12-02-2018 / blog / Dan Korving

Trains

Two weeks a go I was in London for pleasure. We had a great day and it was good to be back in The City after six long years of absence. In my childhood I’ve spent a lot of time in the UK, so London has a special place in my heart.

 

As a railway enthusiast (yes, I confess!) one of the other things I like about the UK, are its trains. I’ve been travelling on them since the beginning of the eighties until now. Britons have a very special love-hate relationship with their trains.

 

In 1948 UK railways where nationalised into British Rail, only to be privatised in 1994. Which was at least a very controversial move. Best put in historical perspective as part of the new public management (NPM) movement. At first, Tatcher’s did not succeed in privatisation. Her successor, John Major, however, did.

 

The idea was that handing the railways over to private companies would see massive growth and investment. Well, it did. Let’s skip some events, like the Railtrack PLC controversies (Google or ask me more about it). Indeed, UK railways – in the end – saw big growth in customer satisfaction and passenger numbers.

 

When we boarded our Thameslink Class 700 train at Luton Airport Parkway, I was delighted about the technological advance UK rail has made since my last visit in 2012. As I mentioned before, technological growth ensues exponential, whereas organisations grow logarithmic (blog post in Dutch).

 

Our train was fitted with a vast array of IoT devices such as load indicators, toilet locators and vacant lights and what our next call would be. But also status information about all London Underground lines. The real time passenger information system showed everything I needed to know in the blink of an eye. Convenient and very cool.

 

So far for the frontend (in regard to the technology, not the train). But as a consultant and business technology aficionado, I’m also interested in the backend. Thameslink is not London Underground, which is managed by Transport for London (TfL). So for this passenger information system to work properly, it needs to plug in to an application programming interface (API) from a source with travel information.

 

Is this all rocket science? No, not really. But not so long ago, it used to be. In the last couple of years we have seen a major paradigm shift in data management. From big, on site server based systems to more flexible, cloud based accessible data.

 

When you’re travelling to a train station in – say a bus or tram – chances are you will be taking a train for your onward journey. Wouldn’t it be more than logical that you were shown relevant travel information and rail network status on screens as you approach the station? Virtually all buses, trains, trams, et cetera nowadays are fitted with GPS sensors. So if you know where the vehicle is, you can let it project relevant, geo based data. Makes sense, right? Yet, these services aren’t as common as they should be.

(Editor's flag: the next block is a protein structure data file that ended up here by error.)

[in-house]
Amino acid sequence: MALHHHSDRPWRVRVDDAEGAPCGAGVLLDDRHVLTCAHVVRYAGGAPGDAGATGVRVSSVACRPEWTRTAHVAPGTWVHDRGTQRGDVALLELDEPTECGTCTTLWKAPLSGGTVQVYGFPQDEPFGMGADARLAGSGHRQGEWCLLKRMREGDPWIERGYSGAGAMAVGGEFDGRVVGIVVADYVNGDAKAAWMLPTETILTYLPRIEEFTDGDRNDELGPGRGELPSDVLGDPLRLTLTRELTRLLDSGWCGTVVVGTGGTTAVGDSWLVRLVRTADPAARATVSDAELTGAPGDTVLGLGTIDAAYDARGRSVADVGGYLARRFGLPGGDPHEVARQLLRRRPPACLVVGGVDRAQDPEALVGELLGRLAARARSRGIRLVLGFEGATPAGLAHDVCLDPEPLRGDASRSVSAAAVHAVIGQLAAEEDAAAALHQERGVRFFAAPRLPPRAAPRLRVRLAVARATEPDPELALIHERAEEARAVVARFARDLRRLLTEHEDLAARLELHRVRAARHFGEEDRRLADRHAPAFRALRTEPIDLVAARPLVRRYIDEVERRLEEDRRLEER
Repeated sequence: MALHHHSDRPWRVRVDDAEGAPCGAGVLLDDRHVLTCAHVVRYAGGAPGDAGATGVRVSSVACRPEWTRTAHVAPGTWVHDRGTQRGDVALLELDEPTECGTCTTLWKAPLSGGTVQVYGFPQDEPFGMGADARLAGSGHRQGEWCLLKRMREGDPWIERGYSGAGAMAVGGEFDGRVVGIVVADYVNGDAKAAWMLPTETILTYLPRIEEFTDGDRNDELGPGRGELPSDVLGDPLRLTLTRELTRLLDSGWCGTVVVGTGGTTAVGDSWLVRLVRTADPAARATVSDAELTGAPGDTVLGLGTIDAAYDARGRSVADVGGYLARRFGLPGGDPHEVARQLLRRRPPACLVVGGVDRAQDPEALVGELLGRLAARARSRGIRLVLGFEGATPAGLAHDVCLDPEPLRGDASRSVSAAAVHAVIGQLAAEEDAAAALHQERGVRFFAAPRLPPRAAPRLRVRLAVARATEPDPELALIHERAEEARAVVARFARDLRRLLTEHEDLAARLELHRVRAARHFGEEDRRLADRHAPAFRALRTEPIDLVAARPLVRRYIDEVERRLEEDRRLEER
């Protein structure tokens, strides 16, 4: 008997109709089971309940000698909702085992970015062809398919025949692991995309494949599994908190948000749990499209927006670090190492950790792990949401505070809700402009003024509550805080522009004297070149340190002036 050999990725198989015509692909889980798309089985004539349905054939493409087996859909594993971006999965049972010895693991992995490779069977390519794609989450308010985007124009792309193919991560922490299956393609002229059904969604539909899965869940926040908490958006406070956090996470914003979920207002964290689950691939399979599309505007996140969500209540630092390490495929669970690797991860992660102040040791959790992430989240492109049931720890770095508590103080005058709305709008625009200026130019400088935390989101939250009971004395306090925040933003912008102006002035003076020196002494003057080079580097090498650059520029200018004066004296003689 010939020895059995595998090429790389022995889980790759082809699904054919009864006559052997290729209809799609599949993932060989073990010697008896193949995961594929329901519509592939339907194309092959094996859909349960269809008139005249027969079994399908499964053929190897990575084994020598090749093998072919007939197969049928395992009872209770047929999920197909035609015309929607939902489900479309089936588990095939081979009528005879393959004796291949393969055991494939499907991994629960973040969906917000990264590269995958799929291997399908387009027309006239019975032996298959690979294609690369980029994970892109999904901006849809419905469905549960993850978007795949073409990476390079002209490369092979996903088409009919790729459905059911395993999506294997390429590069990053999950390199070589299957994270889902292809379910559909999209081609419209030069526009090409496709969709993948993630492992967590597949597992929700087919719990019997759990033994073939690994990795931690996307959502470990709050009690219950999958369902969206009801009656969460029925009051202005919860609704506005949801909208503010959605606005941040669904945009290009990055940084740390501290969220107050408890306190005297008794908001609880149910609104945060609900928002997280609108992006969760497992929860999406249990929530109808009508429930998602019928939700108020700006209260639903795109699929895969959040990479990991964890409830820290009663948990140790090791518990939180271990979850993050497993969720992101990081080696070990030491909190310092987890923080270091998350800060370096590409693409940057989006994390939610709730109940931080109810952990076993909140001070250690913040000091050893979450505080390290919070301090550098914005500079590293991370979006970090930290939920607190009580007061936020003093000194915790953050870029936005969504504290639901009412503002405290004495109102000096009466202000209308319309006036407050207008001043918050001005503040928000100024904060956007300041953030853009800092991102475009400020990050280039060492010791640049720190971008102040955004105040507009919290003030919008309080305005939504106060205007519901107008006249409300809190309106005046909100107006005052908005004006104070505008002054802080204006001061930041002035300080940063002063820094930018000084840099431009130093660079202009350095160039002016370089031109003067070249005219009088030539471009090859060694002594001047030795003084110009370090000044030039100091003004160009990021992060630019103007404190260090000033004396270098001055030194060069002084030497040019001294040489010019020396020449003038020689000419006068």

With rail networks running close to maximum capacity and only limited track expansion possibilities, more technology is needed. Better drive train technology will ensure faster train acceleration. Automated driving can decrease distance between travelling trains, increasing efficiency and overall network performance. Saving electricity, because of smoother computer controlled driving. Even giving back power to the overhead wire when braking.

 

Earlier I wrote that technology grows exponential, while organisations do so in a logarithmic manner. This is the law of Martec. His theory basically embodies the fact that our technology is growing to fast for us to cope with our human minds.  Hence the reason organisations always change slower, because of people resisting to change due to al various reasons. And that’s not just something of the recent years.

 

Did you know that the first fully automated European metro to open was the metro in Lille back in 1983? Did you know that the first metro carriages for the Amsterdam light rail (which was actually a metro, but could not be called that way for political reasons) where designed and built in 1973 with automated driving in mind?

 

The Amsterdam metro could’ve been the oldest automated metro in Europe. But only in 2019, all Amsterdam metro trains will be fully automated. That’s 46 years later! The future of train travel isn’t just bright, it is already here but we just didn’t see it. 

Dan Korving
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